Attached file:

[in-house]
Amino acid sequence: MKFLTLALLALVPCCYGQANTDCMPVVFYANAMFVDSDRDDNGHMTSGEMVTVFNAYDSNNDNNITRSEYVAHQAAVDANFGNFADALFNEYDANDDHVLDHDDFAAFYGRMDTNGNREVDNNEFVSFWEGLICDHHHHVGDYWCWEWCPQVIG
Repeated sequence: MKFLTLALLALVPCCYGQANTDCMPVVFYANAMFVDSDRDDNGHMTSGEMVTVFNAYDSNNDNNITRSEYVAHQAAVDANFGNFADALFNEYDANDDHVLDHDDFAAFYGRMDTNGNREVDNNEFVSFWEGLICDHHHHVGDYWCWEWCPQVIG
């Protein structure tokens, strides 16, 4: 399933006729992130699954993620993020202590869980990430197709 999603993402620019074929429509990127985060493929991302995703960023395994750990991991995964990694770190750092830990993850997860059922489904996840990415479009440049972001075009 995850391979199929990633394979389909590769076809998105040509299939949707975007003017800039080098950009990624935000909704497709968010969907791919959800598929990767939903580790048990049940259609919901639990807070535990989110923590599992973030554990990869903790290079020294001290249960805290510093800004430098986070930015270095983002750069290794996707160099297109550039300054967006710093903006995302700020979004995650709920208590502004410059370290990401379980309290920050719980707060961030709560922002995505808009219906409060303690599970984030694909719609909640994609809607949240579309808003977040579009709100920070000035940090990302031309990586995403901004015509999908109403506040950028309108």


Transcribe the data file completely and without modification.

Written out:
[in-house]
Amino acid sequence: MKFLTLALLALVPCCYGQANTDCMPVVFYANAMFVDSDRDDNGHMTSGEMVTVFNAYDSNNDNNITRSEYVAHQAAVDANFGNFADALFNEYDANDDHVLDHDDFAAFYGRMDTNGNREVDNNEFVSFWEGLICDHHHHVGDYWCWEWCPQVIG
Repeated sequence: MKFLTLALLALVPCCYGQANTDCMPVVFYANAMFVDSDRDDNGHMTSGEMVTVFNAYDSNNDNNITRSEYVAHQAAVDANFGNFADALFNEYDANDDHVLDHDDFAAFYGRMDTNGNREVDNNEFVSFWEGLICDHHHHVGDYWCWEWCPQVIG
């Protein structure tokens, strides 16, 4: 399933006729992130699954993620993020202590869980990430197709 999603993402620019074929429509990127985060493929991302995703960023395994750990991991995964990694770190750092830990993850997860059922489904996840990415479009440049972001075009 995850391979199929990633394979389909590769076809998105040509299939949707975007003017800039080098950009990624935000909704497709968010969907791919959800598929990767939903580790048990049940259609919901639990807070535990989110923590599992973030554990990869903790290079020294001290249960805290510093800004430098986070930015270095983002750069290794996707160099297109550039300054967006710093903006995302700020979004995650709920208590502004410059370290990401379980309290920050719980707060961030709560922002995505808009219906409060303690599970984030694909719609909640994609809607949240579309808003977040579009709100920070000035940090990302031309990586995403901004015509999908109403506040950028309108």